W3C home > Mailing lists > Public > public-ws-addressing@w3.org > March 2005

Re: MAPs and SOAP

From: Anish Karmarkar <Anish.Karmarkar@oracle.com>
Date: Mon, 21 Mar 2005 10:48:49 -0800
Message-ID: <423F1711.5030103@oracle.com>
To: Jonathan Marsh <jmarsh@microsoft.com>
CC: public-ws-addressing@w3.org

Comments inlined below.


Jonathan Marsh wrote:
> [The comments below are not aimed at Anish specifically, but his
> rebuttal to DaveO does provide a nice format for looking at the costs
> and benefits of the proposal.]
>>-----Original Message-----
>>From: public-ws-addressing-request@w3.org [mailto:public-ws-
>>addressing-request@w3.org] On Behalf Of Anish Karmarkar
>>Sent: Thursday, March 17, 2005 4:17 PM
>>To: David Orchard
>>Cc: David Hull; public-ws-addressing@w3.org
>>Subject: Re: MAPs and SOAP
>>David Orchard wrote:
>>>You keep on making what I considered unfounded and unproven claims.
>>David Hull has made a very good case for this at [1], [2] and [3].
>>>You say
>>>>Applying the same design principles to [reply
>>>>to] and [fault to] as they are applied to [relationship] would make
>>>>WS-Addressing very useful in the implementation of additional
>>>Yet you have not proven why an <endpoint type="replyTo"/> is somehow
>>>more useful than <ReplyTo/>
>>See [4].
>><endpoint> is extensible wrt to its "kind" and <ReplyTo> is not.
> Your statement above is literally true but I fail to see how it is
> relevant, as <ReplyTo> is one of a set of extensible SOAP headers.  I
> still fail to see any benefit of <endpoint type="anotherReply"> over
> <AnotherReply> other than the aesthetic desire to enforce a conceptual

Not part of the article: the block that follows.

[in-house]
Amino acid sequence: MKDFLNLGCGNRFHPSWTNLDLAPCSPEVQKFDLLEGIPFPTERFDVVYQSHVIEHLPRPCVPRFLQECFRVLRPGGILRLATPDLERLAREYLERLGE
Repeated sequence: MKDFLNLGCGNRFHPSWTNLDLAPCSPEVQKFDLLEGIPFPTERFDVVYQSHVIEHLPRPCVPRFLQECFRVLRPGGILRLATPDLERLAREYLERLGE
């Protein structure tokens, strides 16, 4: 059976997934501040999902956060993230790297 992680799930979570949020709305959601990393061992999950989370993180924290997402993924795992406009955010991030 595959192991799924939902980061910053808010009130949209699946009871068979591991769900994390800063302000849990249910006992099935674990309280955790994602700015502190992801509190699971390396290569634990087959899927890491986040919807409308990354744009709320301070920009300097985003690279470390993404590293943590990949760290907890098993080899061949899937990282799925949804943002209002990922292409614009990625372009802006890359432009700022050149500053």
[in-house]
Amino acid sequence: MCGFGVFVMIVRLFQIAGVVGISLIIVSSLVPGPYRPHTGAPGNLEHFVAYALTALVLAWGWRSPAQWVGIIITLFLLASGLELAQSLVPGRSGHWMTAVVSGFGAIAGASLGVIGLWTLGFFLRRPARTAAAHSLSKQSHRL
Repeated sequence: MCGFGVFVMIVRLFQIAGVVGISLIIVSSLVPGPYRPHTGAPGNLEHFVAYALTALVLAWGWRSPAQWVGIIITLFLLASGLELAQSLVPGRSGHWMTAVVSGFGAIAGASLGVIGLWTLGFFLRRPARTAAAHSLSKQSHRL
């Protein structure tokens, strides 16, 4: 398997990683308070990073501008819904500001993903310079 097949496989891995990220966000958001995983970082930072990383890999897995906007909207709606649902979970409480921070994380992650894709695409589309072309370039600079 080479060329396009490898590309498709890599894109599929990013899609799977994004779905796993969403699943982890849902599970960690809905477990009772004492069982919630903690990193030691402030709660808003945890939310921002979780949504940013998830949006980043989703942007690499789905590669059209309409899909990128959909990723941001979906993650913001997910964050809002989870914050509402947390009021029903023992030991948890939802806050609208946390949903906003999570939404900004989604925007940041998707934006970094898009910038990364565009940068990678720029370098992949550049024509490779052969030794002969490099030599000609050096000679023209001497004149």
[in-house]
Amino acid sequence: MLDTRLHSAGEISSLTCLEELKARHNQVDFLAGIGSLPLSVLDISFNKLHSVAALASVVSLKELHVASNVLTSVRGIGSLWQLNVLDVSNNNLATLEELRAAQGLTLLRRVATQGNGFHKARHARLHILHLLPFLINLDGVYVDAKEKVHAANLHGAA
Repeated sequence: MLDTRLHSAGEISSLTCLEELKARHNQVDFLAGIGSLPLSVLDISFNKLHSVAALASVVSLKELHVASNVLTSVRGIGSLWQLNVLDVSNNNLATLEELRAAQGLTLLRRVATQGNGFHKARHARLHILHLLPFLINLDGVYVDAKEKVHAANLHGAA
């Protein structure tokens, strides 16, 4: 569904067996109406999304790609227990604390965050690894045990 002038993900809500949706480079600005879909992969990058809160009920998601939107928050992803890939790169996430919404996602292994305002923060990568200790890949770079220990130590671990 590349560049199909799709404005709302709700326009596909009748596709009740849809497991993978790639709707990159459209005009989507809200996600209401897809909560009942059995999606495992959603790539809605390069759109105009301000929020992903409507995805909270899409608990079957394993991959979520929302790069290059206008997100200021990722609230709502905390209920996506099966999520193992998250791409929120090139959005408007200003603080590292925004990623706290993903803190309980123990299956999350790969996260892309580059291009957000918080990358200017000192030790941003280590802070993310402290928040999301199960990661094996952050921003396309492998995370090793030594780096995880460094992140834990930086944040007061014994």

> equality between all MEPs by downplaying the most common message types
> "reply" and "fault".

It is more than aesthetics. The relevant question that needs to be asked 
is should MAPs enable various MEPs or just req-res (or a subset that 
requires reply-to and fault-to)? If the answer is -- just req-res -- 
then the current spec is sufficient. If the answer is -- various MEPs -- 
then it isn't. My opinion is that the answer should be -- various MEPs.
This is quite independent of whether the SOAP header extensibility is 
sufficient or not.

>>The exact syntax (as quoted above) is not important. What is important
>>is that there be a property (like [endpoint]) which can support/enable
>>all kinds of MEPs not just req-response. WSDL 2.0 allows different
> You have not shown that a single property with some values that might
> not be understood, is better than several properties some of whose
> values might not be understood.  Again the upside seems to be purely
> aesthetic.

The issue is that MAPs are not extensible. One cannot add the several 
properties that you mention. MAPs is a fixed set of properties.

>>Independent of WSDL I can create interesting SOAP MEPs. For example,
>>WSDL 2.0 allows you to have an operation with one "in" and three "out"
>>messages. Providing an extensible (similar to the extensibility of
>>[relationship] property) WS-A property allows me to express all the
>>three "out" endpoint references in the "in" message. 
> Yes it does.  However, I fail to see how you can do any more with these
> properties than you could with extension properties, which are similarly
> powerful.

Which properties are you suggesting we extend? I suspect you mean MAPs. 
If so, see the previous comment.